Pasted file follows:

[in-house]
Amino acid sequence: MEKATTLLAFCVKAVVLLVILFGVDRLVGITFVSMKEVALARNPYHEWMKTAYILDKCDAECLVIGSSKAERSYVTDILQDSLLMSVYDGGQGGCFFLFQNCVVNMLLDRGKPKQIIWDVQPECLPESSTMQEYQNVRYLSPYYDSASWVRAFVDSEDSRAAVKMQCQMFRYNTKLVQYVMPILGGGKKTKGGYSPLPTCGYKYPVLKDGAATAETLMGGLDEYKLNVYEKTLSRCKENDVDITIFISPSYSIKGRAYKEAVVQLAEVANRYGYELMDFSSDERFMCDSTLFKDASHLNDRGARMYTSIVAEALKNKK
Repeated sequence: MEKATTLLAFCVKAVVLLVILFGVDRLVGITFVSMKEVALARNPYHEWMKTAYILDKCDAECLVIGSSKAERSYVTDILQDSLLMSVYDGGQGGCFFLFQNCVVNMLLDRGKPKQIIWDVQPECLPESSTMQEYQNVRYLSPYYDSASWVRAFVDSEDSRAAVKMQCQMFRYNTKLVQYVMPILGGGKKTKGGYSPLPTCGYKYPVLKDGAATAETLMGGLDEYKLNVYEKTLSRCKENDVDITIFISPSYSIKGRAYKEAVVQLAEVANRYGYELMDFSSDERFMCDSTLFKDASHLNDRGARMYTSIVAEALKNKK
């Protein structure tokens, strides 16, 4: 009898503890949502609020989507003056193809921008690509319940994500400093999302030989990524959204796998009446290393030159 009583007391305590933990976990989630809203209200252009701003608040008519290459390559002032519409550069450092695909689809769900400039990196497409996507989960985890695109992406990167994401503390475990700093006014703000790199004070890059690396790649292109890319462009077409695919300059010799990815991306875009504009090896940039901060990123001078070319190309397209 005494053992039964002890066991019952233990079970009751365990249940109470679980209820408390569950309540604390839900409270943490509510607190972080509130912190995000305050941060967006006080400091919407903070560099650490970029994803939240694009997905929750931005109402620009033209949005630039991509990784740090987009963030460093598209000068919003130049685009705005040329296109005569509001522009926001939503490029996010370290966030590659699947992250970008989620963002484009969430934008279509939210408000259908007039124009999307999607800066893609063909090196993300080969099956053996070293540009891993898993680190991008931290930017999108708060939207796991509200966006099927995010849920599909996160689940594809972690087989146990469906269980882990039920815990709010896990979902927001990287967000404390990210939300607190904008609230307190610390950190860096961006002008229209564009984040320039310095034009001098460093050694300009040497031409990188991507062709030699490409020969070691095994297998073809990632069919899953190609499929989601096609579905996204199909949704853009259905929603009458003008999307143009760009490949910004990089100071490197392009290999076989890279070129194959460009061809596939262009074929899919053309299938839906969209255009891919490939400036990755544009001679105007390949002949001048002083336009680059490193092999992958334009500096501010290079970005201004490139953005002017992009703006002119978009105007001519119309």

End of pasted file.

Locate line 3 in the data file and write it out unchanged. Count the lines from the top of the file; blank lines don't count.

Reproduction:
Repeated sequence: MEKATTLLAFCVKAVVLLVILFGVDRLVGITFVSMKEVALARNPYHEWMKTAYILDKCDAECLVIGSSKAERSYVTDILQDSLLMSVYDGGQGGCFFLFQNCVVNMLLDRGKPKQIIWDVQPECLPESSTMQEYQNVRYLSPYYDSASWVRAFVDSEDSRAAVKMQCQMFRYNTKLVQYVMPILGGGKKTKGGYSPLPTCGYKYPVLKDGAATAETLMGGLDEYKLNVYEKTLSRCKENDVDITIFISPSYSIKGRAYKEAVVQLAEVANRYGYELMDFSSDERFMCDSTLFKDASHLNDRGARMYTSIVAEALKNKK